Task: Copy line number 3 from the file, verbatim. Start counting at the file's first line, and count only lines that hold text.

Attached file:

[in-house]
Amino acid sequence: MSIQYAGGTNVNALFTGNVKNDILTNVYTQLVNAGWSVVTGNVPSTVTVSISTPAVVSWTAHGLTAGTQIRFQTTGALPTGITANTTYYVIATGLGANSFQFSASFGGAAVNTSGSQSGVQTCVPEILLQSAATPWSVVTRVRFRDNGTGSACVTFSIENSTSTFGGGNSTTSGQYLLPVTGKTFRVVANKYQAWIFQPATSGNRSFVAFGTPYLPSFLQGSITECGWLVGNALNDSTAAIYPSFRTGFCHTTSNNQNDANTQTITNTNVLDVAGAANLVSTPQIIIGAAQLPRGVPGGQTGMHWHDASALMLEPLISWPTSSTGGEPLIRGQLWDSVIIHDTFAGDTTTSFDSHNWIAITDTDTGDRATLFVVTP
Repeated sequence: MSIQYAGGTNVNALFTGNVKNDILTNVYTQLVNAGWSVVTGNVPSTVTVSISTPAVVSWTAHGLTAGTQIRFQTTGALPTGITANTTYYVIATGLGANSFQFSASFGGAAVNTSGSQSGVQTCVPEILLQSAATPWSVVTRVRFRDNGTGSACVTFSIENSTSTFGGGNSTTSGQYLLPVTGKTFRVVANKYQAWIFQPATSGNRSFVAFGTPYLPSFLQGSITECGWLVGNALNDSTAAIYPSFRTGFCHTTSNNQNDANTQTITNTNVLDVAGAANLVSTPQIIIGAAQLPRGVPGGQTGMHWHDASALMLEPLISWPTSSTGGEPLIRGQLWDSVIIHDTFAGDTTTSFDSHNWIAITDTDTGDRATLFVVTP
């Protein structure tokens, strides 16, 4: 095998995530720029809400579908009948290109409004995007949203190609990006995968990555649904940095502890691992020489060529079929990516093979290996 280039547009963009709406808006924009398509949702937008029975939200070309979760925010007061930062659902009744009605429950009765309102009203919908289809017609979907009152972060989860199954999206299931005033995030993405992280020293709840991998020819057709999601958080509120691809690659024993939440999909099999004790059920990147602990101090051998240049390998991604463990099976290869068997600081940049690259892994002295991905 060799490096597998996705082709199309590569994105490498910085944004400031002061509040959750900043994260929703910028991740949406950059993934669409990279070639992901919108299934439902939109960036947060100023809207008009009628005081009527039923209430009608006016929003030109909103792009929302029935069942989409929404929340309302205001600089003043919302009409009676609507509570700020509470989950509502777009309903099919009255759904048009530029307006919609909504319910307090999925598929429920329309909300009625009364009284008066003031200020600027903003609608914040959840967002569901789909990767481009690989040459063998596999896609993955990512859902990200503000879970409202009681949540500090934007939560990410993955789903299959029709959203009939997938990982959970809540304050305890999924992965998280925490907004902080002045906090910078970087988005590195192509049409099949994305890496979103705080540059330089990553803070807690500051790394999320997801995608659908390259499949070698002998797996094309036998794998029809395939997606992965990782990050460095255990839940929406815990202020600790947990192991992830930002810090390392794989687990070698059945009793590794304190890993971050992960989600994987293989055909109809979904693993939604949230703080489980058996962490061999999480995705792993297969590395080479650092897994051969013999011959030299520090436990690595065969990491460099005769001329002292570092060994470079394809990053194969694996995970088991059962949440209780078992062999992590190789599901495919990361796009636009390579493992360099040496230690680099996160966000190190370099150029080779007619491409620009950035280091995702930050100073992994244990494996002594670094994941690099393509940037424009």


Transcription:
Repeated sequence: MSIQYAGGTNVNALFTGNVKNDILTNVYTQLVNAGWSVVTGNVPSTVTVSISTPAVVSWTAHGLTAGTQIRFQTTGALPTGITANTTYYVIATGLGANSFQFSASFGGAAVNTSGSQSGVQTCVPEILLQSAATPWSVVTRVRFRDNGTGSACVTFSIENSTSTFGGGNSTTSGQYLLPVTGKTFRVVANKYQAWIFQPATSGNRSFVAFGTPYLPSFLQGSITECGWLVGNALNDSTAAIYPSFRTGFCHTTSNNQNDANTQTITNTNVLDVAGAANLVSTPQIIIGAAQLPRGVPGGQTGMHWHDASALMLEPLISWPTSSTGGEPLIRGQLWDSVIIHDTFAGDTTTSFDSHNWIAITDTDTGDRATLFVVTP